10 226 NISSIM suggest that the information in volatility about future cash flows is not likely to be limited to the underinvestment effect, and that underinvestment may be a relatively unimportant factor in explaining the relationship. 4. Conclusion MSW address an interesting and relevant issue on which there is little direct evidence the relation between cash flow volatility and future cash flows. They provide evidence that supports the existence of a relationship, and suggests investors do not completely understand it. However, their analysis does not convincingly identify the explanation/s for the relationship, primarily because they do not consider alternative explanations besides underinvestment. In addition, there are several ways in which the forecasting ability of volatility may be improved, including allowing for non-linearity, using alternative measures of volatility, and examining larger and more representative samples. Future research may also use current price (in addition to future cash flows and stock returns that MSW examine) to gauge the information in cash flow volatility. An especially interesting study would be one that disentangles the numerator (i.e., expected future cash flows) and denominator (i.e., the discount rate) effects of cash flow volatility. Notes 1. In a recent paper, Gebhardt, Lee and Swaminathan (21) demonstrate that earnings volatility is also related to ex-ante measures of the cost of capital. 2. Note that some of the effects represent association and not causation (e.g., growth and persistence). But association that is not fully accounted for by including the causes (which in most cases are unobservable) is also relevant for prediction purposes. 3. Another possible explanation for consistently observing significant out-of-sample average residuals (i.e., bias ) is that the out-of-sample distribution of omitted variables is different from their in-sample distribution (which affects the values of the dependent variable used in estimating the model). 4. Cash from operations is estimated as earnings minus total accruals. Total accruals (TA) are estimated as follows: TA = CA CL Cash+ STD Dep, where CA equals the change in current assets (COMPUSTAT item 4), CL equals the change in current liabilities (COMPUSTAT item 5), Cash equals the change in cash and cash equivalents (COMPUSTAT item 1), STD equals the change in debt included in current liabilities (COMPUSTAT item 34), and Dep equals depreciation and amortization expense (COMPUSTAT item 14). Earnings are measured as net income before extraordinary items and discontinued operations (COMPUSTAT item 18). 5. Note that deleting outliers is not likely to be sufficient, since the positive skewness is due to the highest ten percent of the observations and not to a few extreme observations. References Abel, A. B. and B. S. Bernanke. (1998). Macroeconomics. Reading MA: Addison-Wesley. Barth, M. E., J. A. Elliott and M. W. Finn. (1999). Market Rewards Associated with Patterns of Increasing Earnings. Journal of Accounting Research 37, Beaver, W., P. Kettler and M. Scholes. (197). The Association Between Market Determined and Accounting Determined Risk Measures. The Accounting Review 45, Berger, P. G., E. Ofek and I. Swary. (1996). Investor Valuation of the Abandonment Option. Journal of Financial Economics 42,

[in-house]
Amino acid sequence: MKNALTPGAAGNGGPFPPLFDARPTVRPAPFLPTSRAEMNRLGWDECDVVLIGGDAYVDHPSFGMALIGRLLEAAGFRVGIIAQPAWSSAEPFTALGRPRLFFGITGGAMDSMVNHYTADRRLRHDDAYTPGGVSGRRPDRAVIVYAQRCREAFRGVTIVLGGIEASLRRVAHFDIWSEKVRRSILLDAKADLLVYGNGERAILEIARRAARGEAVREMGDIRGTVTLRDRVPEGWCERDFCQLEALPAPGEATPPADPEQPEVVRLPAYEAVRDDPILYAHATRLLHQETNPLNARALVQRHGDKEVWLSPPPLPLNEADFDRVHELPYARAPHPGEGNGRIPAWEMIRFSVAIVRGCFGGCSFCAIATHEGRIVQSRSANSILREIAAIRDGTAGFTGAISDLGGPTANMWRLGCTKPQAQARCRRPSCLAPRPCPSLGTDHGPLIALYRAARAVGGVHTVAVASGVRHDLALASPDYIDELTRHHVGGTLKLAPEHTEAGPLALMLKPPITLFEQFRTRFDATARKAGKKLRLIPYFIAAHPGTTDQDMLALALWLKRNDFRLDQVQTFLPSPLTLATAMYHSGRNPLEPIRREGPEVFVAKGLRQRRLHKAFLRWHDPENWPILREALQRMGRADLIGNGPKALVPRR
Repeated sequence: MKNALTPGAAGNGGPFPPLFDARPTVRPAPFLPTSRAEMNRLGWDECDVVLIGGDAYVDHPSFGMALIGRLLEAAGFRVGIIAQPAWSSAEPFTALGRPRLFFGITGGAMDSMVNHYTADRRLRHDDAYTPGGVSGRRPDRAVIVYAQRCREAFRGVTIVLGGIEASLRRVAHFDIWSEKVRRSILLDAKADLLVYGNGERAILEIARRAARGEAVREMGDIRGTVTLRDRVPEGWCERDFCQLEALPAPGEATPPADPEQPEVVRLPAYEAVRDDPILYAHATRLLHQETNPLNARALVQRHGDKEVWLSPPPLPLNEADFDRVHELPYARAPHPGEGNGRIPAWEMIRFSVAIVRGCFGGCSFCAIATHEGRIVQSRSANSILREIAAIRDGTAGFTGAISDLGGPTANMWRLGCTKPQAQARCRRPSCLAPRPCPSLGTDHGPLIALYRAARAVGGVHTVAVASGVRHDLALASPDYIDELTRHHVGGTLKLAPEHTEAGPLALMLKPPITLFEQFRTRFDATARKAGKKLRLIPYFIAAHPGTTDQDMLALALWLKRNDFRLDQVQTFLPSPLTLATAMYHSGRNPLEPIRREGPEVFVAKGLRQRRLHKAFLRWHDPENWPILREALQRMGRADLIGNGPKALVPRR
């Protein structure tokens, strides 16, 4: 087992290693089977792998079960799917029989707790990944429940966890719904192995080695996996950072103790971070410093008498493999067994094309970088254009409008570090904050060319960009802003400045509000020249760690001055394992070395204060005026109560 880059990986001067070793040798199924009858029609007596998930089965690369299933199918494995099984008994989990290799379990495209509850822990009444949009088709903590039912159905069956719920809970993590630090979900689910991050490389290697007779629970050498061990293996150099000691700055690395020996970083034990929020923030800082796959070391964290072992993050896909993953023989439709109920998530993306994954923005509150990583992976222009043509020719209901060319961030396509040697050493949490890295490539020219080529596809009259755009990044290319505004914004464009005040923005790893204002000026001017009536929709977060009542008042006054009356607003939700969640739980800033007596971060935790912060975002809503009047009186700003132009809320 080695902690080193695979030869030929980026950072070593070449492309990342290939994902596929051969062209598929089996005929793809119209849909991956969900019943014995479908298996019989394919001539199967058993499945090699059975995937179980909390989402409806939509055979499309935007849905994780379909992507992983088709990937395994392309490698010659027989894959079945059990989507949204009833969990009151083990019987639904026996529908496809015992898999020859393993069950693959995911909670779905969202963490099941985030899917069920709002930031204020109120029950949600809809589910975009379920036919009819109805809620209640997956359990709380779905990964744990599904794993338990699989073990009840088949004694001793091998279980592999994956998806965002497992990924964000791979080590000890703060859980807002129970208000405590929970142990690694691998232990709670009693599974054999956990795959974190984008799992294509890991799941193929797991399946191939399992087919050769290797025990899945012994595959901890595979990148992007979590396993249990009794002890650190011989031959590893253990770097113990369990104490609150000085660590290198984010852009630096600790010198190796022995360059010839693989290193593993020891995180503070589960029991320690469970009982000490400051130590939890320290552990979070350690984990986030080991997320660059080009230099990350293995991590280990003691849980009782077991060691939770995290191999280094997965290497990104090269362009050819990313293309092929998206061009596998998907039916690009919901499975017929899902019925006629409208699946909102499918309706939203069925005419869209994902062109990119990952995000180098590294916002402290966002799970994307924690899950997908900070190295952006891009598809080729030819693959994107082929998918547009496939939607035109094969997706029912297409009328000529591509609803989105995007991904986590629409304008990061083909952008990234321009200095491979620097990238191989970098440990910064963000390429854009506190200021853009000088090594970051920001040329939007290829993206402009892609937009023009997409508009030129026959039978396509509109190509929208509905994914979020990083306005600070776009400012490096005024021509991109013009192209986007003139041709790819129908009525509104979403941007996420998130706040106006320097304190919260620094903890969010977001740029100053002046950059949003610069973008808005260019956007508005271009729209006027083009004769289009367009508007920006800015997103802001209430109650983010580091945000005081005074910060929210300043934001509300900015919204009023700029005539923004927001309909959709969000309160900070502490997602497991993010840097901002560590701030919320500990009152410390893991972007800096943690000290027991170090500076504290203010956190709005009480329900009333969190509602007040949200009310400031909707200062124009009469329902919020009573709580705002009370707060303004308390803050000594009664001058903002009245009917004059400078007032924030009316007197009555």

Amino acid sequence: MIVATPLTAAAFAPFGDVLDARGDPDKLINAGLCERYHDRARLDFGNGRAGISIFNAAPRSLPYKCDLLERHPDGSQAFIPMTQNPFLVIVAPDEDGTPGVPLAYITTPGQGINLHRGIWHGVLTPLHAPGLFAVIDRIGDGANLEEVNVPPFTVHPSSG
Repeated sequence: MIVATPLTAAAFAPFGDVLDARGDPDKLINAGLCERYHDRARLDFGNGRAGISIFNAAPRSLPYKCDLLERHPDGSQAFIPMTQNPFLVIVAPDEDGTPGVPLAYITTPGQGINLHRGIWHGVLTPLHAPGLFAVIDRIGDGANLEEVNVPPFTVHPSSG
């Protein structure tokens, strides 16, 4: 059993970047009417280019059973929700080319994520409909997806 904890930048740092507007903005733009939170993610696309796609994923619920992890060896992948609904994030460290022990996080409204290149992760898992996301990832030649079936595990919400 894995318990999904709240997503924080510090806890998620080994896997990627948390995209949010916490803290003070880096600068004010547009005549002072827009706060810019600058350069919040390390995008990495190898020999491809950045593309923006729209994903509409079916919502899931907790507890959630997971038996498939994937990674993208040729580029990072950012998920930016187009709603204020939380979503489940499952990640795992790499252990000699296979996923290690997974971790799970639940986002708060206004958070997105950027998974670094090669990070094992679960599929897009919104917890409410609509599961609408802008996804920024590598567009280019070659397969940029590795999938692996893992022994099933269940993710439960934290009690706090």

11 DISCUSSION OF THE ROLE OF VOLATILITY IN FORECASTING 227 Collins, D. and S. Kothari. (1989). An Analysis of Intertemporal and Cross-Sectional Determinants of Earnings Response Coefficients. Journal of Accounting and Economics 11, Dechow, P., S. Kothari and R. Watts. (1998). The Relation between Earnings and Cash Flows. Journal of Accounting & Economics 25, DeFond, M. L. and C. W. Park. (1997). Smoothing Income in Anticipation of Future Earnings. Journal of Accounting and Economics 23, Easton, P. and M. Zmijewski. (1989). Cross-Sectional Variation in the Stock Market Response to Accounting Earnings Announcements. Journal of Accounting and Economics 11, Gebhardt, W. R., C. M. C. Lee and B. Swaminathan. (21). Toward an Implied Cost of Capital. Journal of Accounting Research 39, Graham, J. R. and C. Smith. (1999). Tax Incentives to Hedge. Journal of Finance 54, Lamont, O. (1997). Cash Flow and Investment: Evidence from Internal Capital Markets. Journal of Finance 52, Minton, B. A. and C. M. Schrand. (1999). The Impact of Cash Flow Volatility on Discretionary Investment and the Costs of Debt and Equity Financing. Journal of Financial Economics 54, Minton, B. A., C. M. Schrand and B. R. Walther. (22). The Role of Volatility in Forecasting. Review of Accounting Studies, this issue. Ronen, J. and S. Sadan. (1981). Smoothing Income Numbers: Objectives, Means, and Implications. Reading MA: Addison-Wesley. Ryan, S. (1997). A Survey of Research Relating Accounting Numbers to Systematic Equity Risk with Implications for Risk Disclosure Policy and Future Research. Accounting Horizons 11, Smith, C. W. and R. M. Stulz. (1985). The Determinants of Firms Hedging Policies. Journal of Financial and Quantitative Analysis 2,